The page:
Bupropion monograph using word template.doc

Monograph produced on behalf of LTG for the purpose of public education in analytical toxicology Bupropion
Background (e.g. history, therapeutic use, abuse, effects):
Historically, bupropion (amfebutamone) has been available in the U.S. as an antidepressant (Wellbutrin®). It is structurally unrelated to other antidepressants but has a therapeutic efficacy similar to tricyclic antidepressants. However, it has recently been prescribed in the U.K. as a smoking cessation adjunct (Zyban®). It is not prescribed in the U.K. as an antidepressant. There have been no reported instances of abuse of the drug in the U.K. but it is structurally similar to the phenylethylamines and therefore may result in various analytical problems e.g. false positive amphetamine results using immunoassay. Although the neurochemical effect of bupropion is not completely understood, there is evidence that it may block dopamine re-uptake and block serotonin and noradenaline uptake. It does not appear to inhibit monoamine oxidase. Chemical Data
Chemical name:
Chemical formula and weight:
239.74 (weight)
CAS number:
Metabolism and Pharmacokinetics
Bupropion is extensively metabolised by hydroxylation and reduction to form 3 less active major metabolites; (I) morpholinol metabolite (hydroxybupropion) (II) erythroamino alcohol metabolite and (III) threoamino alcohol metabolite. The 3 metabolites all have longer half-lives than the parent drug and less than 0.5% of a single dose is excreted unchanged in urine. The plasma half-life appears to be approximately 14 hours. There is also some published data regarding storage of bupropion stored in plasma at high temperatures (half-life at 22oC = 54 hours, at 37oC = 11 hours). There appeared to be no effect on the stability of the major metabolites. Monograph produced on behalf of LTG for the purpose of public education in analytical toxicology
Toxicity (including non-fatal and fatal data)
There are limited published data regarding toxicity and resulting blood
concentrations, however, it has been reported that following ingestion of a single 100
mg dose, an in life peak plasma bupropion concentration of 0.14 mg/L was attained.
In overdose, toxic effects have been noted to be anxiety, tremor and tachycardia. In
five U.S. cases of fatalities involving bupropion, post mortem blood concentrations of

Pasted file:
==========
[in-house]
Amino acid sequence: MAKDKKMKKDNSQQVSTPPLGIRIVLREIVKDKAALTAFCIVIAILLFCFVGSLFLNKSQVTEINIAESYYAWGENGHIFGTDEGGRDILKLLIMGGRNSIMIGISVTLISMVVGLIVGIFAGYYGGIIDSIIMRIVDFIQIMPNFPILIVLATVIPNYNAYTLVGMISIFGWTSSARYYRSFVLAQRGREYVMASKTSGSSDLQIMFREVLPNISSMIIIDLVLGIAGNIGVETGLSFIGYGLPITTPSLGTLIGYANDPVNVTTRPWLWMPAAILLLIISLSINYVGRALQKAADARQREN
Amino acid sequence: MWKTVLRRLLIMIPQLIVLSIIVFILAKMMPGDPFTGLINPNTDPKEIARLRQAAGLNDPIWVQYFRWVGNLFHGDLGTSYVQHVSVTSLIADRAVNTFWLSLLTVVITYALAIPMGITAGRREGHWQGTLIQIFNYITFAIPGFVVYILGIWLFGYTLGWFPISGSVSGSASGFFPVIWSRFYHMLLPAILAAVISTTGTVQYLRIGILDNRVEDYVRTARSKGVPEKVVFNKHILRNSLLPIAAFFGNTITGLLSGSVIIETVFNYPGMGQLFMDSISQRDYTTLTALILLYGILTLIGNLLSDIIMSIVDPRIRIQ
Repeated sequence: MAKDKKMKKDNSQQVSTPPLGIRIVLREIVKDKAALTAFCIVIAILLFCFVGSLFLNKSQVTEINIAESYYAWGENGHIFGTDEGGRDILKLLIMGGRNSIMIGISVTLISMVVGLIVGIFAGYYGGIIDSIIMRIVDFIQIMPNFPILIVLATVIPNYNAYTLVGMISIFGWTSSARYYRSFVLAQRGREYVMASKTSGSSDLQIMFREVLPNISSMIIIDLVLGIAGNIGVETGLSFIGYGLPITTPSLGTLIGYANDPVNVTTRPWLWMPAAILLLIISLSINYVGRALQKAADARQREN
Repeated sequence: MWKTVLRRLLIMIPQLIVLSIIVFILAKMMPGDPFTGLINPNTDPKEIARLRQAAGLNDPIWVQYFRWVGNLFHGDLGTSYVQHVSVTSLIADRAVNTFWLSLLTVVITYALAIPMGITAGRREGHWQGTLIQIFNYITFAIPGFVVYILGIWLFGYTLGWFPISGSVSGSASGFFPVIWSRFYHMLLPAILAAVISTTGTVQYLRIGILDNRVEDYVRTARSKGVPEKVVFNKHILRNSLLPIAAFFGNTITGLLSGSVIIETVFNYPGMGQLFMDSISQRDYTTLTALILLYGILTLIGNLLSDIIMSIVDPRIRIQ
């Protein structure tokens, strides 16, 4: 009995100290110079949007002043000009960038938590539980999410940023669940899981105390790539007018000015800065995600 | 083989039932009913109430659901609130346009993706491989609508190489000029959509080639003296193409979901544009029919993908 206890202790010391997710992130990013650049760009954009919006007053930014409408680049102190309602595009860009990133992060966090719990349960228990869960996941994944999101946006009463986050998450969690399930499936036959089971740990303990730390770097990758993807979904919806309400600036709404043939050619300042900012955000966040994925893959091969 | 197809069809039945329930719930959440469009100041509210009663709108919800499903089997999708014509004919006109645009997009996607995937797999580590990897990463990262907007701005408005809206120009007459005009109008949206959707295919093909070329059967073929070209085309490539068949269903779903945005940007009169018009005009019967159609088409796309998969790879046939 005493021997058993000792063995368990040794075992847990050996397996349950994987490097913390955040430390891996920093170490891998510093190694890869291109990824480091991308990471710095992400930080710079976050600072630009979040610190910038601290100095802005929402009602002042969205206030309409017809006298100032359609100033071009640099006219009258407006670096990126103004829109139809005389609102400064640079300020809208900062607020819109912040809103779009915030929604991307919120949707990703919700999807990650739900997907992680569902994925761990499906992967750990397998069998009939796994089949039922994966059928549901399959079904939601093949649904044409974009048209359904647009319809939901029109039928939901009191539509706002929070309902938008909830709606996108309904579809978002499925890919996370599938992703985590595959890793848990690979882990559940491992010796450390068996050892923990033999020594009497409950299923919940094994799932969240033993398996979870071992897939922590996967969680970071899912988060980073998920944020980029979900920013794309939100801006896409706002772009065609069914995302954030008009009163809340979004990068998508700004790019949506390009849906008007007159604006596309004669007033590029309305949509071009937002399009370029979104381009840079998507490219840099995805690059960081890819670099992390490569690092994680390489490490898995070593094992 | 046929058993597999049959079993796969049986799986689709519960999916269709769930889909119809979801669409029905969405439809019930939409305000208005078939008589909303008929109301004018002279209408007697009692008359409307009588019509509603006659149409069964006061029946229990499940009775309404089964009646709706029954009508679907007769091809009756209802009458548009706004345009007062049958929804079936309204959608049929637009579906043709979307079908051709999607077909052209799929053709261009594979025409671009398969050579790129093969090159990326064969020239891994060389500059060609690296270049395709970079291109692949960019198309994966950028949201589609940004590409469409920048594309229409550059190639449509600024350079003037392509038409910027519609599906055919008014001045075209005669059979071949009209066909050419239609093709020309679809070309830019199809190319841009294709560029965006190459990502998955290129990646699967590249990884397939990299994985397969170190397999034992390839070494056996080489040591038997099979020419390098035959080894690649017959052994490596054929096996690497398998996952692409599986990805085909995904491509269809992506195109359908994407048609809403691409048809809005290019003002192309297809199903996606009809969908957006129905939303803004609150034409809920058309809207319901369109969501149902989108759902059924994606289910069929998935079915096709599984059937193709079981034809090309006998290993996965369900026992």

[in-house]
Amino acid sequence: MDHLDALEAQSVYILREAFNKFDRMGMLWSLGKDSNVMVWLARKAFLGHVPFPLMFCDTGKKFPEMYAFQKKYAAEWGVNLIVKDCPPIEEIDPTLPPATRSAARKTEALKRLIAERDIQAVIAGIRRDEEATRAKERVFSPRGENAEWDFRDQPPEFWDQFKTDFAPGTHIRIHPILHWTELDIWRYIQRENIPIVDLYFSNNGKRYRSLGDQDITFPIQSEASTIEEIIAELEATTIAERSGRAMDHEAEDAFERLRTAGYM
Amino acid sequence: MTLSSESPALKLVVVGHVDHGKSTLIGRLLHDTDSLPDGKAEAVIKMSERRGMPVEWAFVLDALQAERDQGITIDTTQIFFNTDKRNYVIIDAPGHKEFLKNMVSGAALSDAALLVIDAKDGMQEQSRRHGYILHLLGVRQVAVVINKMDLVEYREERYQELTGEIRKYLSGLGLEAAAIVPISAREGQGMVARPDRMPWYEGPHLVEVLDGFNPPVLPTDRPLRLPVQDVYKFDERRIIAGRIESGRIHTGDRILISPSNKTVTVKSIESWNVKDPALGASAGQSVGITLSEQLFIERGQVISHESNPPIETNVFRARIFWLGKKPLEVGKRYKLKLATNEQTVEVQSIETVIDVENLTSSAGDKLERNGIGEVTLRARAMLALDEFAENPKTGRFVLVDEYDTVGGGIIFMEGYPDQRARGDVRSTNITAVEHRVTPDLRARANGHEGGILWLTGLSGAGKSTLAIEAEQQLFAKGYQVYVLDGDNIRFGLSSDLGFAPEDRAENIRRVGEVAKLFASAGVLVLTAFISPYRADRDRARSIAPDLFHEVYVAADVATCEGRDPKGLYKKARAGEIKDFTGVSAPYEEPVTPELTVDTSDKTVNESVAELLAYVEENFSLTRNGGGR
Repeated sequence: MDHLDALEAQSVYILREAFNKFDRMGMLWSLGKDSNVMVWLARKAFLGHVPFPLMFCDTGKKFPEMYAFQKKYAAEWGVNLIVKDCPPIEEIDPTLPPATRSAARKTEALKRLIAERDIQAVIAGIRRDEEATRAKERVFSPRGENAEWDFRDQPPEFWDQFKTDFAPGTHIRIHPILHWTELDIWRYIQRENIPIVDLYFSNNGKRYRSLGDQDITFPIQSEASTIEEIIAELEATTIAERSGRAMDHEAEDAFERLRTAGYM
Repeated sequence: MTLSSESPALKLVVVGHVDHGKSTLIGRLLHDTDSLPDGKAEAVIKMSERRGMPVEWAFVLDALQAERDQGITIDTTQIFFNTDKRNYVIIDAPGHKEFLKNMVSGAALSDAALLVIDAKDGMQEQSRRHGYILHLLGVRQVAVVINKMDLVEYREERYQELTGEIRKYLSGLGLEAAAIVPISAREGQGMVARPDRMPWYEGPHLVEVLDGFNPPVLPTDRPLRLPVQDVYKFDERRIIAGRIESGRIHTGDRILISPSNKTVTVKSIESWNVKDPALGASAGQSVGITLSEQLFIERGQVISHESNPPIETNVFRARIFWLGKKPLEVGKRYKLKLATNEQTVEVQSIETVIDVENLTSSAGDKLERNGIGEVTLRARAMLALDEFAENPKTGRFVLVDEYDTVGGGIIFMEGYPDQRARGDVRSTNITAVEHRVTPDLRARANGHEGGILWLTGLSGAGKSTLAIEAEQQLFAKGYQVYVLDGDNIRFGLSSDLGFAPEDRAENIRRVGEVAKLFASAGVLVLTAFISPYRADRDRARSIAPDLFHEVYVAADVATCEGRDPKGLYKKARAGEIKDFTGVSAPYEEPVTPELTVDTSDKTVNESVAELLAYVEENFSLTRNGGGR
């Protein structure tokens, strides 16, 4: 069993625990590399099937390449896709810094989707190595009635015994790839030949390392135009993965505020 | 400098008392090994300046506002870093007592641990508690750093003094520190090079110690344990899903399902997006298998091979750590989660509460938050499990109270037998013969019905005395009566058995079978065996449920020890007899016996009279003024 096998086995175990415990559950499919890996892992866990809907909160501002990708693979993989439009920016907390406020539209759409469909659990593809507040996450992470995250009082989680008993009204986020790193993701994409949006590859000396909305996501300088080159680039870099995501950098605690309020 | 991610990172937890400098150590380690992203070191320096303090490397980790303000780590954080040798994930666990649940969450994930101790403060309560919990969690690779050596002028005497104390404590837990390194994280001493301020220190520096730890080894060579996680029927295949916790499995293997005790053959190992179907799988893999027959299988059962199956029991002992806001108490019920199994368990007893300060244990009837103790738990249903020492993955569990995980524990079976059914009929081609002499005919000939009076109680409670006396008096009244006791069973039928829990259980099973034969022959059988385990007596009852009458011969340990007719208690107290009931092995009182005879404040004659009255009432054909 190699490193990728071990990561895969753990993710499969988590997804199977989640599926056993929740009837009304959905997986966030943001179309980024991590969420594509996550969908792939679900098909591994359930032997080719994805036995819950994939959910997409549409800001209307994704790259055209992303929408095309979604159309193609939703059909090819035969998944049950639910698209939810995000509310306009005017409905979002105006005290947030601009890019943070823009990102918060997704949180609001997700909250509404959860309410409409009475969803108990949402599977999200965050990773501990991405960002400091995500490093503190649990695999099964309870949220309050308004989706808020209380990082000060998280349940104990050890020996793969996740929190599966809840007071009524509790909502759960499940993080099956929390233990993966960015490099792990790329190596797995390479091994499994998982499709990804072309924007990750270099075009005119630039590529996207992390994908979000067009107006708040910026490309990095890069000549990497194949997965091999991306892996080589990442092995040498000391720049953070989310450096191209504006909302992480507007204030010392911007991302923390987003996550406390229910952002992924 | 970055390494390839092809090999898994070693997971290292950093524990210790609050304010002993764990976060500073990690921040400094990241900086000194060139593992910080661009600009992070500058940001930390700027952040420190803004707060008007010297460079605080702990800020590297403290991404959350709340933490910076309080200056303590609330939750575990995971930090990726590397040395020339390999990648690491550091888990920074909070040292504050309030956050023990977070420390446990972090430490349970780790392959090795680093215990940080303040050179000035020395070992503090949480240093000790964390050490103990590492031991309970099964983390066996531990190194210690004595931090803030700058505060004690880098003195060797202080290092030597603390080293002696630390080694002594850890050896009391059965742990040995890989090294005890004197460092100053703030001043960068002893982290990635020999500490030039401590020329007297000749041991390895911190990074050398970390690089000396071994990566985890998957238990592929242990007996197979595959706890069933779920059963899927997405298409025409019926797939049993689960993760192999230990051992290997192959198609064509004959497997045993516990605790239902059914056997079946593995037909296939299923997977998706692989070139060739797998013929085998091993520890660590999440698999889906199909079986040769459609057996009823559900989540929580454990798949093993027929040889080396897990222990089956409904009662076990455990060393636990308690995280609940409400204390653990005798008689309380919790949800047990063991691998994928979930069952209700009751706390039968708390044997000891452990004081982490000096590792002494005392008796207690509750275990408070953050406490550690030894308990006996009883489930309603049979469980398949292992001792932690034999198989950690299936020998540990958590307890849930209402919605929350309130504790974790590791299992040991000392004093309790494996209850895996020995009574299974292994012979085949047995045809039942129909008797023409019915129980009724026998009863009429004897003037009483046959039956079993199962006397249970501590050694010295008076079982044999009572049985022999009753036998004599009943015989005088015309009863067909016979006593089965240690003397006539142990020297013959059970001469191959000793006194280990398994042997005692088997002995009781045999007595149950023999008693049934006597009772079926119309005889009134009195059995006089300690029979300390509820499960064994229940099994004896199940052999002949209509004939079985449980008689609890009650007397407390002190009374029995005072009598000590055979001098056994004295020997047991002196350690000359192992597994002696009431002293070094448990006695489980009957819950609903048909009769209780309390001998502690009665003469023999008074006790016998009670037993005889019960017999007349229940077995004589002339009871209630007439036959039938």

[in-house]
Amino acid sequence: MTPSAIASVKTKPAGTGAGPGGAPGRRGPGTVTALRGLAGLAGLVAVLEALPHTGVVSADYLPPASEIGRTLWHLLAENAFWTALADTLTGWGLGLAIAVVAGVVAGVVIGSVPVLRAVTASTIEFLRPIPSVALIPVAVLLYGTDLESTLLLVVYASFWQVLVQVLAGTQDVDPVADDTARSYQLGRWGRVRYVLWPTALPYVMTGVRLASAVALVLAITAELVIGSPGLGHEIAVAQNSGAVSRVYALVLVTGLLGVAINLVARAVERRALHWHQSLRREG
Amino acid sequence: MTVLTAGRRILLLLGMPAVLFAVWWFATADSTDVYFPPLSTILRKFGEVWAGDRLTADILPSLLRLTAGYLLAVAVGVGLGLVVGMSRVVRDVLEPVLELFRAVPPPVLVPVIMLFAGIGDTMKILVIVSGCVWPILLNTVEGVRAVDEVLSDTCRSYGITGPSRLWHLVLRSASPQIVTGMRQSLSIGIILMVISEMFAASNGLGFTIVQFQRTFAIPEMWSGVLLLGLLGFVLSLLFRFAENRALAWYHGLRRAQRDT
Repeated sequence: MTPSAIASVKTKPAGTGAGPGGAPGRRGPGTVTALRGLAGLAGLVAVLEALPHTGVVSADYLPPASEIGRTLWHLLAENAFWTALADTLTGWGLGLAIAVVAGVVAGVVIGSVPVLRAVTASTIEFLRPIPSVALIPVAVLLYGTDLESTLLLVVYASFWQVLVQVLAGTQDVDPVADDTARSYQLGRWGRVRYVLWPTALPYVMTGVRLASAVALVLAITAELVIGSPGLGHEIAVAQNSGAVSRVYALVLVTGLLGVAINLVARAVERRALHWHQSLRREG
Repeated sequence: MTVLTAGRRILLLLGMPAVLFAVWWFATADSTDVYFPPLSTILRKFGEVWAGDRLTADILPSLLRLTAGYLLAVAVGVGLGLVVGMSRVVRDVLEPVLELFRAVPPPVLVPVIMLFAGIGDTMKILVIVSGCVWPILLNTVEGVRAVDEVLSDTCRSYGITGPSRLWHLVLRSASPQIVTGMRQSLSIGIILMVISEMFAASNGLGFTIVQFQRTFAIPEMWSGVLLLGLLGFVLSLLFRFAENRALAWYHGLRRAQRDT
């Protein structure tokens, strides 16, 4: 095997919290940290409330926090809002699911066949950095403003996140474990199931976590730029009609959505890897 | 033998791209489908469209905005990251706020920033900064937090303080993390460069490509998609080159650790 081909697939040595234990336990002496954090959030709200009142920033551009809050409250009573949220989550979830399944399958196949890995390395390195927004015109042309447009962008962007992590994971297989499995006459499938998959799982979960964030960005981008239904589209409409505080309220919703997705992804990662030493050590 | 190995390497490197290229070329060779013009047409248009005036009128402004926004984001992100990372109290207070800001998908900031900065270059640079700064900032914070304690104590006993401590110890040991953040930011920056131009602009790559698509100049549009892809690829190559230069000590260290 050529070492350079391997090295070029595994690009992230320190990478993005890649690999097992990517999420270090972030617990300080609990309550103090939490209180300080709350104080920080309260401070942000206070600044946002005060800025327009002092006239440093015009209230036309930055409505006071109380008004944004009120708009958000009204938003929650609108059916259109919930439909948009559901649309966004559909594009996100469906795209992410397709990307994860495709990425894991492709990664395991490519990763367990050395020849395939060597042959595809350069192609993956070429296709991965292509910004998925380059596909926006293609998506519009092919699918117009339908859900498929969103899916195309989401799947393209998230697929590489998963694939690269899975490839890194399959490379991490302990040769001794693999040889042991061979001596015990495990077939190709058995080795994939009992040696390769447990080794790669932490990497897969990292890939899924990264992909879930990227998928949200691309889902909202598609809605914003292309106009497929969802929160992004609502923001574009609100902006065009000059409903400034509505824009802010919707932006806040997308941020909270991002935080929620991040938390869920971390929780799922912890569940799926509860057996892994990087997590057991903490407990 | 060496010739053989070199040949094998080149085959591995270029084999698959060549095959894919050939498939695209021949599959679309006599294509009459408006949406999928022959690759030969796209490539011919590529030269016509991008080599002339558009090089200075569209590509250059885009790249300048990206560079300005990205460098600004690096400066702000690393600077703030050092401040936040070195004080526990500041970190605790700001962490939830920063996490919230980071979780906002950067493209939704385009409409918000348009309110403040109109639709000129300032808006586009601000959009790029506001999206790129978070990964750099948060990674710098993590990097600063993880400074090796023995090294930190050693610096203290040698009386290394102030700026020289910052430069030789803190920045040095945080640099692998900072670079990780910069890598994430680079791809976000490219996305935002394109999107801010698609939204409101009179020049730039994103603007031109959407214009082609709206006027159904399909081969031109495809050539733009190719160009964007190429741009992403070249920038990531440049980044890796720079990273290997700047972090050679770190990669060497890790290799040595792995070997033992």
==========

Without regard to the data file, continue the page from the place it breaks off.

4.0 mg/L (unspecified site), 0.16 mg/L (unspecified site), 4.2 mg/L (unspecified site),
11.0 mg/L (femoral) and 13.0 mg/L (subclavian). In one U.K. case of death involving
suspected bupropion overdose a post mortem blood concentration of 5.7 mg/L
(femoral) was measured.
Proprietary preparations
Wellbutrin (USA)
Zyban (UK)
In the U.K. bupropion is usually prescribed initially at 150 mg three times a day,
followed by a reduction to 150 mg twice a day.
Zyban (bupropion HCl)
Size: Diameter (mm) = not specified
Monograph produced on behalf of LTG for the purpose of public education in analytical toxicology
Analytical Data
GC-MS mass-spectrum
Bupropion (underivatised)
LC-MS mass-spectrum
Not available
GC elution data
Elutes between illicit drugs BDB and MBDB on DB-5 column. Parent bupropion and
all metabolites are separated.

HPLC elution data
OD/CN column = co-elution of parent compound and one metabolite (MeCN and
water 0-70% ramp)
“Silica column” (e.g. ODS) = separation of parent and metabolites

UV spectrum
Monograph produced on behalf of LTG for the purpose of public education in analytical toxicology Immunoassay data
EMIT amphetamine assay = ?cross-reaction
CEDIA amphetamine assay = >18 mg/L in urine gives positive result

Monograph produced by
Simon Elliott, Regional Laboratory for Toxicology, City Hospital NHS Trust, Birmingham, U.K.

Martindale – The Extra Pharmacopoeia, 30th Ed. Ed. James Reynolds,
Pharmaceutical Press, 1993, page 250.
R. C. Baselt, "Bupropion" in Disposition of toxic drugs and chemicals in man (5th
Ed.), 2000.
P. N. Friel et al, “Three fatal drug overdoses involving bupropion”, J. Anal. Tox., vol
17, 1993, pages 436-438.
T. A. Jennison et al, “A HPLC method for quantitating bupropion in human plasma
and serum”, J. Anal. Tox., vol 19, 1995, pages 69-72.
T. A. Rohrig and N. G. Ray, “Tissue distribution of bupropion in a fatal overdose”, J.
Anal. Tox., vol 16, 1992, pages 343-345.
S. P. Elliott, unpublished findings in a fatality involving bupropion, 2001.
S. C. Laizure and C. L. DeVane, “Stability of bupropion and its major metabolites in
human plasma”, Ther. Drug Monit., vol 7, 1985, pages 447-450.
N. Wohlenberg et al, “Postmortem quantitation of bupropion (Wellbutrin) in blood
using the Finnigan Ion Trap Detector”, TIAFT Bulletin, vol 22 (4), 1992.
J. E. Meeker et al, “A suicidal overdose of bupropion (Wellbutrin)”, TIAFT Bulletin, vol
22 (4), 1992.

Source: http://homepixel-ru.1gb.ru/bibl/Bupropion.pdf


MF. Ramón Rosa, S. Ballesteros, R. Martínez-Arrieta Servicio de Información Toxicológica. Instituto Nacional de Toxicología y Ciencias Forenses. Rev Pediatr Aten Primaria. 2006;8:439-52 Mª Fátima Ramón Rosa, [email protected] Resumen Cada vez es más frecuente el uso de neurolépticos en la infancia y adolescencia, y las in- toxicaciones por estos fármacos no son despreciab


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